As I was trying to figure out if our NextDrop interns (that we had given full time offers to) were interested in accepting, one of them brought up a good point: they said they don’t know how to even think about making this decision. I figured if it was a problem for them, it may be a problem for a lot of people. How to think about the next career move.
The first question: What do you want to be doing in 2-3 years? (Because 5 years is a really long time, but if you can do 5 go ahead) Do you want to be retired? Do you want to be doing your current job (but maybe just at a higher level?) Photographer? Writer? Doing your own startup? Working at a non profit? You get the point- what is that thing that will make you happy?
So now that’s your goal. Now you work backwards. If that’s where you want to be in 2-3 years, what’s the quickest way to get there? Lets take the example of starting your own startup. What’s the fastest way to get yourself there? It really depends on the type of person you are, because what works for one person definitely does not work for another. You essentially have 3 choices: Starting a startup right now, working for a startup, or working in a regular corporate job. Go through your options: Can you legitimately run your startup now? Why/why not? If yes, go for it! If no, figure out what is stopping you. Then you need to understand what you get from each type of job (you can probably get this by talking to people who are similar to you in each of those fields). Based on all the things stopping you, figure out which job will..knock off the most things on the list. If your main thing stopping you is money, then figure out which type of job will put you in the best position to get money. If you’re a great networker then maybe it’s best to work at the startup where you maybe get to meet potential investors/in that space. Or maybe you think you can save enough/convince friends and family to invest so you want to maximize your income (which means maybe a regular corporate job is best). Or maybe it’s experience that’s stopping you. What do you need to start the startup? Do you learn best on your own/freedom to experiment (maybe the startup is best), or do you learn best in a more structured environment (maybe a more corporate job). I think you get it. Just put the least distance between you and happiness.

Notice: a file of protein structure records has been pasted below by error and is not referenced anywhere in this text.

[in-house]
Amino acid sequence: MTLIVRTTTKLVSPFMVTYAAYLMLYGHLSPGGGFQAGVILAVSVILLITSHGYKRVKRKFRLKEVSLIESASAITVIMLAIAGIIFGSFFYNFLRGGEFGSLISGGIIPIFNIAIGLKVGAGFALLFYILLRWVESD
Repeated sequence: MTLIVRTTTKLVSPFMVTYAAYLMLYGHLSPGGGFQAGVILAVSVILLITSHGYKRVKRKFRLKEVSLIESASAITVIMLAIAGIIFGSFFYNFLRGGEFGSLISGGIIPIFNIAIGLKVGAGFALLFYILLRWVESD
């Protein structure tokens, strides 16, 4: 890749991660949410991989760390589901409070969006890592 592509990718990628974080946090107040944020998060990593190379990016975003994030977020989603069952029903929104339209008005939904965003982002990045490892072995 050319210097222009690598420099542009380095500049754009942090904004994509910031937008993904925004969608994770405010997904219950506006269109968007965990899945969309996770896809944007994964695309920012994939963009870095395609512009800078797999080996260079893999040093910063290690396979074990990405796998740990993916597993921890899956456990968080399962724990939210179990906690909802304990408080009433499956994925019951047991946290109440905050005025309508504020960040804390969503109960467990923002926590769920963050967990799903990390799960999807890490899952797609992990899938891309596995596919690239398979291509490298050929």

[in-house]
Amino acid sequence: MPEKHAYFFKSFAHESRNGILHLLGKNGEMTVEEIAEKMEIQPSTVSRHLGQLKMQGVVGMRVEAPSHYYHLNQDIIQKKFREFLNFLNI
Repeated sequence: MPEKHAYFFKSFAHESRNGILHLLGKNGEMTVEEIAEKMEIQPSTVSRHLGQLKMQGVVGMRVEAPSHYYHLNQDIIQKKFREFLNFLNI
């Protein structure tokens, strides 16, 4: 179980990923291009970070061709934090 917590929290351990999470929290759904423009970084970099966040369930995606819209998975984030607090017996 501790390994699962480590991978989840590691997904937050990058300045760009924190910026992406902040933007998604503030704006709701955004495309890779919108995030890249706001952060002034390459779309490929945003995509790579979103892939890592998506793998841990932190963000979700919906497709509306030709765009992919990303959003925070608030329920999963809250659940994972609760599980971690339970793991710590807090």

But in the end, I think the best advice I got was this: There is no wrong decision. You can learn from every job, as long as you keep an open mind.